Development of molecular tools to identify morphologically indistinguishable species has played a key role in defining the relationship between parasite species, potential hosts and pathways of transmission. Even though the prevalence of cryptosporidiosis in tropical countries is high, limited studies have been conducted to characterize Cryptosporidium species from humans at molecular level. Characterization of Cryptosporidium isolates from Brazil, Malawi, Kenya, Vietnam and Peru have shown C. hominis to be the most prevalent indicating the predominance of anthroponotic transmission. [7],[10] There are no published reports on Cryptosporidium species identification from children in India. However, in South Indian HIV infected patients C. hominis was found to be the predominant species. [11] In this study also C. hominis was the most common species suggestive of anthroponotic transmission. In contrast, in Kuwait and England, zoonotic species C. parvum was found to be the most common species reported in 94% and 84% cases respectively indicating the importance of zoonotic transmission in these countries. [9],[8]

Other zoonotic species like C. meleagridis, C. felis and C. muris were also reported from children from Peru which were not found in our study. [10] However, C. parvum was found in 30.9% cases either singly (19.0%) or as mixed infection with C. hominis (11.9%) in this study. There was no correlation of species identified with animal contact and municipal tap water was the only source of water. Besides C. parvum was found in 16.6% of calves tested. In a study from rural area in Maharashtra five out of 13 calves tested were found to be shedding oocysts of C. parvum . [19] In Australia, 48.1% of calves were found to be infected with Cryptosporidium spp. when the infection appeared within one - three weeks after birth. [20] Genotyping of Cryptosporidium isolates from human cases from Kuwait and UK revealed zoonotic sources of infection involving livestock to be major route of transmission in humans. [8],[9]

Cattle rearing are a common occupation in urban and suburban areas of Andhra Pradesh. The occurrence of C. parvum in nearly one third of cases of cryptosporidiosis indicates zoonotic transmission to be of considerable significance in the epidemiology of Cryptosporidium in this State. In tropical countries, waterborne transmission is considered a major route in epidemiology of cryptosporidiosis. Similarly, water may be the major route of transmission of C. hominis and C. parvum genotypes which is evident from existence of significant proportion of mixed infections with C. parvum and C. hominis and the high prevalence during rainy season. Besides, there is no correlation of species identified and animal contact and municipal tap water was the only source of water. This shows the need for better protection of water catchments from livestock and improved drinking water treatment.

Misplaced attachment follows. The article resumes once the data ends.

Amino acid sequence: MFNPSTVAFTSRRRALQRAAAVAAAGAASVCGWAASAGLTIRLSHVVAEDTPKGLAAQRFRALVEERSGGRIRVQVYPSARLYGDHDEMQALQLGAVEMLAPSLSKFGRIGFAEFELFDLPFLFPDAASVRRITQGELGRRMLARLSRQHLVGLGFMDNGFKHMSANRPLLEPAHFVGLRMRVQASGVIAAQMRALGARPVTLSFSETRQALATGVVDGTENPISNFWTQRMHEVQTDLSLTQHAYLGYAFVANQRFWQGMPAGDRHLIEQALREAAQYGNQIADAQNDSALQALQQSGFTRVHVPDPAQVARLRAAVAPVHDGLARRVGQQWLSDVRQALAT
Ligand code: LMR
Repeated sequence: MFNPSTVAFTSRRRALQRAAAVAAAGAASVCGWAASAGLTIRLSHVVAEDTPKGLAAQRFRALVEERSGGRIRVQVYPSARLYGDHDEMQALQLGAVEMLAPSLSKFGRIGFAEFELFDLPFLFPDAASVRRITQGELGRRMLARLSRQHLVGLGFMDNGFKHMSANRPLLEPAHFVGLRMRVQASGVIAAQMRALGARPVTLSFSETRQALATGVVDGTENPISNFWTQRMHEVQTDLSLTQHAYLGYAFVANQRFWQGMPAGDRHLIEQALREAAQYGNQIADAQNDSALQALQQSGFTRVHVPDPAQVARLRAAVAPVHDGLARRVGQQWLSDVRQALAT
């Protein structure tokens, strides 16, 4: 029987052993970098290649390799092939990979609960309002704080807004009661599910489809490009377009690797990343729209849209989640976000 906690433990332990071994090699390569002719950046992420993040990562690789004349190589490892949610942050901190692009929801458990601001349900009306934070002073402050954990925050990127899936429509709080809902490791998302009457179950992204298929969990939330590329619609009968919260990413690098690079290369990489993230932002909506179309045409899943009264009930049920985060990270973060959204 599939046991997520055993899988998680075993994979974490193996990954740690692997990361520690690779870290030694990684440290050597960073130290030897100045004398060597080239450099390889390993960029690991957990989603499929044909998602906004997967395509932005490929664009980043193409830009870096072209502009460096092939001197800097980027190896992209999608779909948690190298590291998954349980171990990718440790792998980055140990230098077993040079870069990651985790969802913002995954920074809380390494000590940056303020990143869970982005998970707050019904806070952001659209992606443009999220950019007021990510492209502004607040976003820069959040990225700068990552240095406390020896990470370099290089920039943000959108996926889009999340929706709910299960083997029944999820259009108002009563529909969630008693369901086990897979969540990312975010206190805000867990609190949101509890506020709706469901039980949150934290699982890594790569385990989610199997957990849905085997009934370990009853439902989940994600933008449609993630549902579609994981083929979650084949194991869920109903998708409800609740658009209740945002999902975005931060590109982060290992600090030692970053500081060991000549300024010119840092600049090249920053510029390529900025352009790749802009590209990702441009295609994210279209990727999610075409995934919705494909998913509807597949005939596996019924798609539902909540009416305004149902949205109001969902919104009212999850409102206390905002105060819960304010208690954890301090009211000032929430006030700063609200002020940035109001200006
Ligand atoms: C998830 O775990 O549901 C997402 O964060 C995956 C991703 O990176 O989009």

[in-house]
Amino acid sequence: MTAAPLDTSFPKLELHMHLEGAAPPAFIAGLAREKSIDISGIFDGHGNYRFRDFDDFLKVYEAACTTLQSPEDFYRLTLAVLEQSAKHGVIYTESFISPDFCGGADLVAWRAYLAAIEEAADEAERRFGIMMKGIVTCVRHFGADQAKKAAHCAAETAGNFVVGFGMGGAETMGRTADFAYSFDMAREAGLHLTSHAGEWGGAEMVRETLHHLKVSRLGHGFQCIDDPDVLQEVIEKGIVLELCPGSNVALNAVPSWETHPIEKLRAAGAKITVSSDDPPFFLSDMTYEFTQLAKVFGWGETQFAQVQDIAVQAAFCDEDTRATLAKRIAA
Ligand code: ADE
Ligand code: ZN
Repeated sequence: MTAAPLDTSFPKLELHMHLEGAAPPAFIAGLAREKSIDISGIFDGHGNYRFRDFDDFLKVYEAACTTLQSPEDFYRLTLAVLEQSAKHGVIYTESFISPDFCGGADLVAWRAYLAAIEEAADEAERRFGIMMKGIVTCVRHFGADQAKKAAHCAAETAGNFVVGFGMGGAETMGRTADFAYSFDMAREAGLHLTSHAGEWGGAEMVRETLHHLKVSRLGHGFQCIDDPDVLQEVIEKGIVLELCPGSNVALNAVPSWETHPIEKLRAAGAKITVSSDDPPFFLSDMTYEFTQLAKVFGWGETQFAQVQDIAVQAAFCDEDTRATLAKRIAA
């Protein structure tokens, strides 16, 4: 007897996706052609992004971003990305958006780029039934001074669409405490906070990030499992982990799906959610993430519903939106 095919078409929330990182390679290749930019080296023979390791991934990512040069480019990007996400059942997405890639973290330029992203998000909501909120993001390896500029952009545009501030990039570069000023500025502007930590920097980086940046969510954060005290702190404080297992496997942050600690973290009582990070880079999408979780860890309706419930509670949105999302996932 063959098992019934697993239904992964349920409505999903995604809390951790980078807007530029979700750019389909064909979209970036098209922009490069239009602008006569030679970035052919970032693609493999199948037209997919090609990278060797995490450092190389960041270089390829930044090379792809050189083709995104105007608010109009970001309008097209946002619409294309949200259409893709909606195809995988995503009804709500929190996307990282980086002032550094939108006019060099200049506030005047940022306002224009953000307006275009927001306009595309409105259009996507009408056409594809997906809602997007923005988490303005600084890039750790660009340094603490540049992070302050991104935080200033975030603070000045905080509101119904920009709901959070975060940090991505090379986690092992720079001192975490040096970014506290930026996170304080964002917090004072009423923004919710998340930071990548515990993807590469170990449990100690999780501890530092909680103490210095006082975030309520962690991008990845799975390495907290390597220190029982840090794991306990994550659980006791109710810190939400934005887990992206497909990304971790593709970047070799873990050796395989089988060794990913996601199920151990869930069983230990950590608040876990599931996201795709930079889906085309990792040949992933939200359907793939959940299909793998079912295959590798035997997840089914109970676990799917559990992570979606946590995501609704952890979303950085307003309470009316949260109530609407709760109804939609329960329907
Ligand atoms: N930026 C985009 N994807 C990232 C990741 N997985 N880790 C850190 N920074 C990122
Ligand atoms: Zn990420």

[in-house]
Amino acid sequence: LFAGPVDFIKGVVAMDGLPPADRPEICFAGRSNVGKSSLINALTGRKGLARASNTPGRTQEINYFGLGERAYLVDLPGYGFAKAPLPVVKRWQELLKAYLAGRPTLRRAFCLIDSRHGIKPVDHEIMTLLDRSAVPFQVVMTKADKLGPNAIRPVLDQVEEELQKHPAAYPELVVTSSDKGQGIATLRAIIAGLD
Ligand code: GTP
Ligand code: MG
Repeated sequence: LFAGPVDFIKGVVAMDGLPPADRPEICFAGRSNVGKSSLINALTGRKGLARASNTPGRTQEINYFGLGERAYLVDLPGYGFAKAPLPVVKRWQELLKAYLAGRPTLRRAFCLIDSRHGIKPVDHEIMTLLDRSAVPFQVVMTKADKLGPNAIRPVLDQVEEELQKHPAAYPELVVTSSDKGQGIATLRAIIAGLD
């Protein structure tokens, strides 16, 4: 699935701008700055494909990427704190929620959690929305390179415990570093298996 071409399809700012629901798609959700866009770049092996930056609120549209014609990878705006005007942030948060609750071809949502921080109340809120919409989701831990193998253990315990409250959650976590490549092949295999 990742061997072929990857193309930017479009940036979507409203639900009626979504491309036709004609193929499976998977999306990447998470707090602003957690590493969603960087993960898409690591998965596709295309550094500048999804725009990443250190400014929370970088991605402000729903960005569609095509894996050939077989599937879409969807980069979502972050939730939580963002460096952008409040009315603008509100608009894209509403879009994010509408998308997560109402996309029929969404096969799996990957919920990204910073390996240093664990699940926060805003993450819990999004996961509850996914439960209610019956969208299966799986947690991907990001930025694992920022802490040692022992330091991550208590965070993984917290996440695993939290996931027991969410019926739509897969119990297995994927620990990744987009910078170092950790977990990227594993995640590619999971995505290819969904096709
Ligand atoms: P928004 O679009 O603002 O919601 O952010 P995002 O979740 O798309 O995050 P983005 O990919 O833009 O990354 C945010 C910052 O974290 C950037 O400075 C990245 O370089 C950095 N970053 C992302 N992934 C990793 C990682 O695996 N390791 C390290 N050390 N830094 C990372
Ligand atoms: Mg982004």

Further studies on characterization and subtyping of human, animal and environmental isolates are required to evaluate the public health significance of C. parvum infection in livestock, the exact sources and routes of transmission and population dynamics of Cryptosporidium . Control measures based on such knowledge shall be useful in reducing morbidity and mortality due to cryptosporidiosis in children.

 ~ Acknowledgement Top

This study was supported by a grant from Department of Biotechnology, Government of India, New Delhi (BT/PR/2716/MED). We thank LiHua Xiao of the CDC, Atlanta, USA, for supplying positive control slides and his expert guidance in this study.

 ~ References Top

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3.Mac Kenzie WR, Hoxie NJ, Procter ME, Gradus MS, Blair KA, Peterson DE, et al . A massive outbreak in Milwaukee of Crytposporidium infection transmitted through the public water supply. N Eng J Med 1994 ;331: 161-7.  Back to cited text no. 3    
4.Newman RD, Sears CL, Moore SR, Nataro JP, Wuhib T, Agnew DA, et al . Longitudinal study of Cryptosporidium infection in children in northeastern Brazil. J Infect Dis 1999; 180: 167-75.  Back to cited text no. 4  [PUBMED]  [FULLTEXT]
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6.Xiao L, Morgan UM, Limor J, Escalante A, Arrowood M, Shulaw W, et al . Genetic diversity within Cryptosporidium parvum and related Cryptosporidium species. Appl Environ Microbiol 1999; 65: 3386-91.  Back to cited text no. 6  [PUBMED]  [FULLTEXT]
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8.Goh S, Reacher M, Cassemore DP, Verlande NQ, Chalmers R, Knowles M, et al . Sporadic Cryptosporidiosis , North Cumbria, England, 1996-2000. Emerg Infect Dis 2004; 10 :1007-15 .   Back to cited text no. 8    
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  [Figure - 1], [Figure - 2]

  [Table - 1]